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Urban Sprawl is a major issue in many countries. Specifically in my country (Switzerland) it is such an issue that truly rural areas (where a majority of people don't go to a town every day to work) are in danger of disappearing entirely. Rural villages that are close to a town get more houses built, and turn into semi-rural villages. At which point many of them turn completely into suburbs, with some farms and fields remaining among huge waves of individual houses. In some cases it is not even rare to see some old farms surrounded by a dozen tall blockhouses; in the worst cases even their gardens were destroyed and only the old buildings themselves remain (because they are protected by law).

Back in the middle ages, when the cities' borders were defined by tall defence walls, it was very clear where the city stopped. Nowadays the limit is extremely broad.

There are still administrative borders. When the only limiting factor is a change of municipality, it is extremely tempting for a rural municipality that is near a town to let urban people build their houses there, as it brings a lot of taxes into the municipality's funds (and I mean, a lot, when ecologists support laws to ban such builds, it's not unheard off that they be target of terrorist attacks from property developers, that is usually supported by the municipalities themselves).

Such a process is usually reported as a good term of development instead of being reported as a bad term of destruction of the natural and rural environment which also takes place.

Once villages grow up into suburbs, in some countries it is common for them to dissolve their municipalities and be absorbed into the city. In Switzerland it is not -- this is why the cities show much smaller numbers of inhabitants in the statistics despite the cities not being much smaller (since the suburbs are not included when counting the inhabitants).

Now, what if cities are bounded by a more important border, such as a state border? What comes to mind is the city-states, such as Hamburg, Berlin and Bremen in Germany, Basel in Switzerland, or Hong-Kong and Macau (somewhat) in China. Does such a state border prevent the neighbouring rural territories (such as the Brandenburg around Berlin) from becoming soulless and endlessly exponentially expanding suburbs, or does it have absolutely no effect?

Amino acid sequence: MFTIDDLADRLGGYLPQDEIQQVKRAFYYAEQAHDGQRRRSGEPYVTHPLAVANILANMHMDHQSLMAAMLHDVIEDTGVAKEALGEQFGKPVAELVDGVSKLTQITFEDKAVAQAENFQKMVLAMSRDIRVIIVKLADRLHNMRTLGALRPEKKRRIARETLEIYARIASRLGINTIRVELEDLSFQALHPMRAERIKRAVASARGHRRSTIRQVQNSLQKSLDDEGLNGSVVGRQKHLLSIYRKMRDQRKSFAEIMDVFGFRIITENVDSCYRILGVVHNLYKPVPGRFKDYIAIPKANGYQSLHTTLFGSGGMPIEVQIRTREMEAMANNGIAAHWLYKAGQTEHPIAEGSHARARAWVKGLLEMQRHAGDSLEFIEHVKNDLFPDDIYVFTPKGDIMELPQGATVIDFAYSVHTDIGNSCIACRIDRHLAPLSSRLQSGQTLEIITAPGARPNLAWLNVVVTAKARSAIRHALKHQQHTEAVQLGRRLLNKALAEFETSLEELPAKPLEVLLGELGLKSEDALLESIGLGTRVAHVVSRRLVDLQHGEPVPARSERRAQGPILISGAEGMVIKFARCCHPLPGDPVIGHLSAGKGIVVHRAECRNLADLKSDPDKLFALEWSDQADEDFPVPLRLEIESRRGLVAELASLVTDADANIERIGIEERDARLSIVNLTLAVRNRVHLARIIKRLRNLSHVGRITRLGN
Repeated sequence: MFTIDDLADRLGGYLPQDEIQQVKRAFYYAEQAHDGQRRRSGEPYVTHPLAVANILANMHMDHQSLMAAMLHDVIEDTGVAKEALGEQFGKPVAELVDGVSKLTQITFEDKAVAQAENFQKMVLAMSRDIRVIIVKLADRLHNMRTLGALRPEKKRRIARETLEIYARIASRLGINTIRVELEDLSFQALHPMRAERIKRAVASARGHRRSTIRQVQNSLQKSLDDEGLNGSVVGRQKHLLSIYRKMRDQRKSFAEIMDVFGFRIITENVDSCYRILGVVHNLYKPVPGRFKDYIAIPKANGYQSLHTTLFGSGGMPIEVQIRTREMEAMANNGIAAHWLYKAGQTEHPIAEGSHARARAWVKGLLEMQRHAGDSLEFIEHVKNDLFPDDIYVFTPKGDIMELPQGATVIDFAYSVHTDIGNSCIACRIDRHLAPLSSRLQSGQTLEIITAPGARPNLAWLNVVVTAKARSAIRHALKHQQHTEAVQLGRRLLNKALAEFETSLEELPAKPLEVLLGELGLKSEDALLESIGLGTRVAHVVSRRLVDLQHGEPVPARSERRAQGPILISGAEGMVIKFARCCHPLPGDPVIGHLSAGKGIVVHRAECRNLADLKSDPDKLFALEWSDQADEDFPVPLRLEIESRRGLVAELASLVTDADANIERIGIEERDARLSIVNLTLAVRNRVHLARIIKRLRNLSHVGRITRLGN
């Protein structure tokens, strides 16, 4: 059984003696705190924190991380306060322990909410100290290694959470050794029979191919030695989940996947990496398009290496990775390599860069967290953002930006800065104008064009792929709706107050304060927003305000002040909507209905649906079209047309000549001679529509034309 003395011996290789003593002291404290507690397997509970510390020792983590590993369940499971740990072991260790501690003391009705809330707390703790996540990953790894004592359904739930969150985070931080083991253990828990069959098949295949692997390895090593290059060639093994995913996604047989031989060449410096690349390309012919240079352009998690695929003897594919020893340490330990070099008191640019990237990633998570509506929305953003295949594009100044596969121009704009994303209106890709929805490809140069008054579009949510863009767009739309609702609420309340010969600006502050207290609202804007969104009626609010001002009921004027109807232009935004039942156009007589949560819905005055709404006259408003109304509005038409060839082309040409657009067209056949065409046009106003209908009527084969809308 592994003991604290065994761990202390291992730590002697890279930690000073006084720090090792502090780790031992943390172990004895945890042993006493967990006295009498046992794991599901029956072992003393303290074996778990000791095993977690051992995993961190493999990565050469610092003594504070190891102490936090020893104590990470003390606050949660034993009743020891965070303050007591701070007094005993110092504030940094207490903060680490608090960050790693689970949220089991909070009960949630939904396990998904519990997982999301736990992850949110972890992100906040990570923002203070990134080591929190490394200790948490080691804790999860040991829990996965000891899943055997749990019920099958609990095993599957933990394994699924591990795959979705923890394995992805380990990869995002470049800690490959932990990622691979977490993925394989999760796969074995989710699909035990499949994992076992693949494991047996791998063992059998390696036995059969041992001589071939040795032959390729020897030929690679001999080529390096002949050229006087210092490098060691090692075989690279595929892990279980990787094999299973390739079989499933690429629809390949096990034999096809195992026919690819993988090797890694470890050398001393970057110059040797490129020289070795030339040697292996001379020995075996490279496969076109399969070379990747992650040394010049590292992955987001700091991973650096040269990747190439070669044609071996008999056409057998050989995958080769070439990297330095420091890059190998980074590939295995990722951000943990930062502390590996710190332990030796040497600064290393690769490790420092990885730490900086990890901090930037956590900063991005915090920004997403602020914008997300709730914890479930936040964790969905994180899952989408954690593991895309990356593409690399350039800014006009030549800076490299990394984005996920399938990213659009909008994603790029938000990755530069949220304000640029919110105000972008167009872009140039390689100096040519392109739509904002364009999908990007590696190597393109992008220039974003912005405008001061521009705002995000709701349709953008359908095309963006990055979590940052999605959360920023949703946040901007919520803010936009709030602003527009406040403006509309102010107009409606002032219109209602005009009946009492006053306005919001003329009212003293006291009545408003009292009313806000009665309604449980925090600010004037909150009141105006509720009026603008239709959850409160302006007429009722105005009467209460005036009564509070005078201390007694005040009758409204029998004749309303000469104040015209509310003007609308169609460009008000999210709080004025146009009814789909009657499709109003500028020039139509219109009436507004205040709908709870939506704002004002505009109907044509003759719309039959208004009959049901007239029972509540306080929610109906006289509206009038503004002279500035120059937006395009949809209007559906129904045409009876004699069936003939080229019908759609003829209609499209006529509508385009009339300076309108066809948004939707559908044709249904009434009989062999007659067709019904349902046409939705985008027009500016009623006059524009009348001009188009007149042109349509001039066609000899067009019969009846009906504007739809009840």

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    This is reading a bit like a rant and therefore is somewhat open to interpretation, but I think we could answer the part about urban areas vs. state's borders. There's a lot of evidence that borders aren't all that big of an impediment to regions where there is a lot of economic activity in often metropolitan expanses. Example: en.wikipedia.org/wiki/Cross-border_region – user1530 Jul 19 '15 at 19:46
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    That really depends on the country and how the rights between communes and (city-) states are divided. – Philipp Jul 19 '15 at 21:29
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Now, what if cities are bounded by a more important border, such as a state border? What comes to mind is the city-states, such as Hamburg, Berlin and Bremen in Germany, Basel in Switzerland, or Hong-Kong and Macau (somewhat) in China. Does such a state border prevent the neighbouring rural territories (such as the Brandenburg around Berlin) from becoming soulless and endlessly exponentially expanding suburbs, or does it have absolutely no effect?

I can't speak to the European and Asian examples, but the US has examples similar to Berlin and Brandenburg. Some examples:

New York City has suburbs in Connecticut and New Jersey, as well as in New York State.

Philadelphia has suburbs in New Jersey, Delaware, and Maryland, as well as in Pennsylvania.

Boston has suburbs in New Hampshire, as well as Massachusetts. Defined extensively enough, Rhode Island and Connecticut as well.

Washington, D.C. is similar to Berlin (an entirely urban province) and has suburbs in both Virginia and Maryland. Note that the District of Columbia was formed from Virginia and Maryland. Part of the Virginia side was returned to Virginia.

Kansas City is in both Kansas and Missouri and has suburbs in both.

Chicago has suburbs in Indiana as well as Illinois.

Portland has suburbs in Washington as well as Oregon.

Weirton and Steubenville have suburbs in West Virginia, Ohio, and Pennsylvania.

In the US, these are called metropolitan statistical areas, which Wikipedia describes as follows

The OMB defines a Metropolitan Statistical Area as one or more adjacent counties or county equivalents that have at least one urban core area of at least 50,000 population, plus adjacent territory that has a high degree of social and economic integration with the core as measured by commuting ties.

The US also has some cities that are adjacent to cities in other countries. For example, Niagra Falls, New York (and Canada) and Calexico, California (and Mexicali, Mexico). I do not believe that there is significant cross border commuting though. I suspect that such commuting is easier in Europe where migration is less restricted.

So unless the border is enforced such that travel across it is restricted, I don't believe that borders are significant barriers to urban sprawl. Even when enforced, note that sister cities can arise. People congregate at one city to ease transport of goods or tourists across the border.

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